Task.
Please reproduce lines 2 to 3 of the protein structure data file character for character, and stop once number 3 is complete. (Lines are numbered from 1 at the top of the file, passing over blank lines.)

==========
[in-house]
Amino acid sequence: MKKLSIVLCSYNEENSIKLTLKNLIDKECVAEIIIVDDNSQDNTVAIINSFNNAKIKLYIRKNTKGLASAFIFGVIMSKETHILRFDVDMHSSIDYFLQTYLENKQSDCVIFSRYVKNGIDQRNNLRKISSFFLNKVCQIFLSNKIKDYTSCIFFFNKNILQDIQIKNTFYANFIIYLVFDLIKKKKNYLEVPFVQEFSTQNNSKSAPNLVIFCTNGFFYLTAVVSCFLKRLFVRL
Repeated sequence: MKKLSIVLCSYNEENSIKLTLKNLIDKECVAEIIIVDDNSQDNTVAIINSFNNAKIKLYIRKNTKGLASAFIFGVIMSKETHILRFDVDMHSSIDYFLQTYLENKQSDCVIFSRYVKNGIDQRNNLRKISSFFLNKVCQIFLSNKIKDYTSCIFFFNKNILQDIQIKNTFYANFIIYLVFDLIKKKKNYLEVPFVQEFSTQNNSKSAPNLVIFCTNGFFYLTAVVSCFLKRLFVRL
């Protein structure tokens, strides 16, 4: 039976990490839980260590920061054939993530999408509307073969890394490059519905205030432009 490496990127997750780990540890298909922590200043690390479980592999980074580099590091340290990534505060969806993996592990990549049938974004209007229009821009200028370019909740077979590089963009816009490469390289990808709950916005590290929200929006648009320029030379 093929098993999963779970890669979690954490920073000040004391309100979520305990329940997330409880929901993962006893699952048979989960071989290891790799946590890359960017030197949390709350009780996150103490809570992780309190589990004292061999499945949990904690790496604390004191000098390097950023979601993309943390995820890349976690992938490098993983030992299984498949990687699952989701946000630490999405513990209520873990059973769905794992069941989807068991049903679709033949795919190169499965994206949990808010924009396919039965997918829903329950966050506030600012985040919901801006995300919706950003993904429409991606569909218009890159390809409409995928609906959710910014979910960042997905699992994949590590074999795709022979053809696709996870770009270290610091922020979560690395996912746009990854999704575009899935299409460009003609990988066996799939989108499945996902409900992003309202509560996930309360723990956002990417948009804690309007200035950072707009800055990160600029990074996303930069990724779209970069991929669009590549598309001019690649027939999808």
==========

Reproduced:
Amino acid sequence: MKKLSIVLCSYNEENSIKLTLKNLIDKECVAEIIIVDDNSQDNTVAIINSFNNAKIKLYIRKNTKGLASAFIFGVIMSKETHILRFDVDMHSSIDYFLQTYLENKQSDCVIFSRYVKNGIDQRNNLRKISSFFLNKVCQIFLSNKIKDYTSCIFFFNKNILQDIQIKNTFYANFIIYLVFDLIKKKKNYLEVPFVQEFSTQNNSKSAPNLVIFCTNGFFYLTAVVSCFLKRLFVRL
Repeated sequence: MKKLSIVLCSYNEENSIKLTLKNLIDKECVAEIIIVDDNSQDNTVAIINSFNNAKIKLYIRKNTKGLASAFIFGVIMSKETHILRFDVDMHSSIDYFLQTYLENKQSDCVIFSRYVKNGIDQRNNLRKISSFFLNKVCQIFLSNKIKDYTSCIFFFNKNILQDIQIKNTFYANFIIYLVFDLIKKKKNYLEVPFVQEFSTQNNSKSAPNLVIFCTNGFFYLTAVVSCFLKRLFVRL